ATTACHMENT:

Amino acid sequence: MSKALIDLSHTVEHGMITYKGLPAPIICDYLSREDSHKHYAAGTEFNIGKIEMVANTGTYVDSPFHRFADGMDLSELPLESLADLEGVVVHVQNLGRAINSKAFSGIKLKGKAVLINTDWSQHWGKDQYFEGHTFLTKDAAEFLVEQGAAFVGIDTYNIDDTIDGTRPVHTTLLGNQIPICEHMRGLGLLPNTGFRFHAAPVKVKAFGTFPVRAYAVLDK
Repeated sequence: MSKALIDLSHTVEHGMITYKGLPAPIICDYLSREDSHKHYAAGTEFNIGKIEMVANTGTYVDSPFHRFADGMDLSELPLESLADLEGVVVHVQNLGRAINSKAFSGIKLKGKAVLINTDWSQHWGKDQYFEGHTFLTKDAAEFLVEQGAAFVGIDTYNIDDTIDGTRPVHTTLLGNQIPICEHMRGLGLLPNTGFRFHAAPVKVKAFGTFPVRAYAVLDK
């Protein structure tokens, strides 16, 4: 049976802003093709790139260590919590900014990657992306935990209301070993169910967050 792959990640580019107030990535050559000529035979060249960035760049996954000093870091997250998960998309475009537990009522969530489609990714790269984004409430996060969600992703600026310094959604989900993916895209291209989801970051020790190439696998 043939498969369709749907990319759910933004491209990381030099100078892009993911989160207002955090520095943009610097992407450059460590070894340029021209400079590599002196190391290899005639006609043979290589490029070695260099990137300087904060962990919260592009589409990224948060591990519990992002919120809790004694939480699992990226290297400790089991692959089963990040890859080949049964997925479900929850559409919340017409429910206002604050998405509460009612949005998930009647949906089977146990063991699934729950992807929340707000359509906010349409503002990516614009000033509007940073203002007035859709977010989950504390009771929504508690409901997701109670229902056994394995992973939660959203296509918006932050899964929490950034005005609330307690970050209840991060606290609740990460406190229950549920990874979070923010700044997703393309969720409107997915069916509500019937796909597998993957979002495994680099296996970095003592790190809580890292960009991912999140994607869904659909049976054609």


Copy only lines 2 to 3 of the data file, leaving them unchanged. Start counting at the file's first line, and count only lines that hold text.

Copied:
Repeated sequence: MSKALIDLSHTVEHGMITYKGLPAPIICDYLSREDSHKHYAAGTEFNIGKIEMVANTGTYVDSPFHRFADGMDLSELPLESLADLEGVVVHVQNLGRAINSKAFSGIKLKGKAVLINTDWSQHWGKDQYFEGHTFLTKDAAEFLVEQGAAFVGIDTYNIDDTIDGTRPVHTTLLGNQIPICEHMRGLGLLPNTGFRFHAAPVKVKAFGTFPVRAYAVLDK
């Protein structure tokens, strides 16, 4: 049976802003093709790139260590919590900014990657992306935990209301070993169910967050 792959990640580019107030990535050559000529035979060249960035760049996954000093870091997250998960998309475009537990009522969530489609990714790269984004409430996060969600992703600026310094959604989900993916895209291209989801970051020790190439696998 043939498969369709749907990319759910933004491209990381030099100078892009993911989160207002955090520095943009610097992407450059460590070894340029021209400079590599002196190391290899005639006609043979290589490029070695260099990137300087904060962990919260592009589409990224948060591990519990992002919120809790004694939480699992990226290297400790089991692959089963990040890859080949049964997925479900929850559409919340017409429910206002604050998405509460009612949005998930009647949906089977146990063991699934729950992807929340707000359509906010349409503002990516614009000033509007940073203002007035859709977010989950504390009771929504508690409901997701109670229902056994394995992973939660959203296509918006932050899964929490950034005005609330307690970050209840991060606290609740990460406190229950549920990874979070923010700044997703393309969720409107997915069916509500019937796909597998993957979002495994680099296996970095003592790190809580890292960009991912999140994607869904659909049976054609």